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bird count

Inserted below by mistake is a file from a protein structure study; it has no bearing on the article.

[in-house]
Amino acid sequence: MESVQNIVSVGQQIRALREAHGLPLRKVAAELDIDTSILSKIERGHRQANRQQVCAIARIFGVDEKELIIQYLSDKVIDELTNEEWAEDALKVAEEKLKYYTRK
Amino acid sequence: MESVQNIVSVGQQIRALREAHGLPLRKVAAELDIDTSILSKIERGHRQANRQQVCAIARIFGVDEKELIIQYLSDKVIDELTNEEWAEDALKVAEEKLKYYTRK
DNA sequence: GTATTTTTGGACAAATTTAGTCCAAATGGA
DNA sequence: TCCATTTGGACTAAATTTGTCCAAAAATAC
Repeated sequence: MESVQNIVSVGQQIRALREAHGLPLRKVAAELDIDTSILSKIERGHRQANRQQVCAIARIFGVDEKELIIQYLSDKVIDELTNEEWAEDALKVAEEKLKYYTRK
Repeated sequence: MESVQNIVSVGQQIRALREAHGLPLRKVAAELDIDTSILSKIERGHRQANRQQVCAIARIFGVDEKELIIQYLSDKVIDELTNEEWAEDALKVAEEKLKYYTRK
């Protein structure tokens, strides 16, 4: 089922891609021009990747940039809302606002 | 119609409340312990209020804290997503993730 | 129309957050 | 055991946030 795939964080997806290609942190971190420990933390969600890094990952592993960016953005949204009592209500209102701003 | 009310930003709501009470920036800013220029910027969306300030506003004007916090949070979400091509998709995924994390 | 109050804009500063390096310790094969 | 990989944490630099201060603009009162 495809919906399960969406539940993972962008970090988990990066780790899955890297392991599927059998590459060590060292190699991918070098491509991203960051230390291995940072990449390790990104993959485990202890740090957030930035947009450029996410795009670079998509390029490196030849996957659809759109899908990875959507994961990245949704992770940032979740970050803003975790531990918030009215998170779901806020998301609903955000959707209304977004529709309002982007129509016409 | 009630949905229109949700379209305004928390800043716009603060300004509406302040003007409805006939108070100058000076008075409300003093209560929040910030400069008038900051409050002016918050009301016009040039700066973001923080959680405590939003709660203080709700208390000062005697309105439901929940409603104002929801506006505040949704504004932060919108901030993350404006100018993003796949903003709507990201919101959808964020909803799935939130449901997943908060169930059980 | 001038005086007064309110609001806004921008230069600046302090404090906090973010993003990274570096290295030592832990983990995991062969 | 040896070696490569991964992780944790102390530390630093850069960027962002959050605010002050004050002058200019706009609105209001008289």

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By Amy Fendley Galoshes on foot and binoculars in hand, the Association of Whistler Area Residents for the Environment set out on its annual Christmas Bird Count Jan. 2 and returned with positive results. It was a record year for the count as volunteers recorded 47 species, breaking Whistler’s old record by 10. The bird count is co-ordinated through the National Audubon Society and provides a benchmark regarding the health of the environment, as birds are often the first species affected by environmental changes. Max Gotz, current vice president of AWARE and compiler for the bird count, said the results indicate that the diversity of species is normal, but the number of individuals is down. "This can be considered positive and negative, the count just reflects what’s there," said Gotz. "On the negative side it reflects increasing urbanization. On the positive side it means more awareness as more people get involved with the count." Six field parties were sent out to cover territory, including the ski areas, the valley bottom and major side valleys. "This was the most species we’ve sighted on a count and that can be attributed to the exposure of observers as they do more coverage and become more familiar with various types of birds," said Gotz. "We scout the sites before the count and an area with very little birds we go to last." The sighting of the day was by Paul Burrows, considered a "star feeder watcher" by Gotz. Burrows witnessed two Bohemian waxwings feeding on berries from an ornamental shrub in front of the Delta Whistler Village Suites. "It’s a common bird, but rare here and has never actually been seen on the Christmas bird count," says Gotz. "It’s spectacular looking and highly sought after by bird watchers." Approximately half of the 3,065 birds counted were different varieties of gulls and terns. More than 1,100 gulls were counted at the landfill site, a number Gotz says is quite large. There were also high numbers of corvids, a group which includes crows, ravens and jays. Volunteer counters sighted numerous mountain chickadees, a variety of chickadee usually restricted to mountain hemlock zones at elevations of 1,400 metres above sea level. This year the chickadees were spotted on the mountain as well as in the valley. "Normally you just see the black-capped chickadee, which are just about everywhere," Gotz says. "But we had mountain chickadees in Emerald and at the feeders at Tapley’s Farm." A separate count of Brackendale’s eagles last weekend showed the numbers of bald and golden eagles down considerably. "I usually count the number (of eagles) at the confluence of the Cheakamus and Squamish rivers," says Gotz. "There were less than 150 there and a total of 900 counted for the whole area, where normally there are more than 2,000. This could be attributed to better salmon runs elsewhere." The data collected by volunteers will be used to monitor winter bird populations. The data gathered at 1,700 locations throughout North America is compiled and published annually by American Birds and the National Audubon Society.

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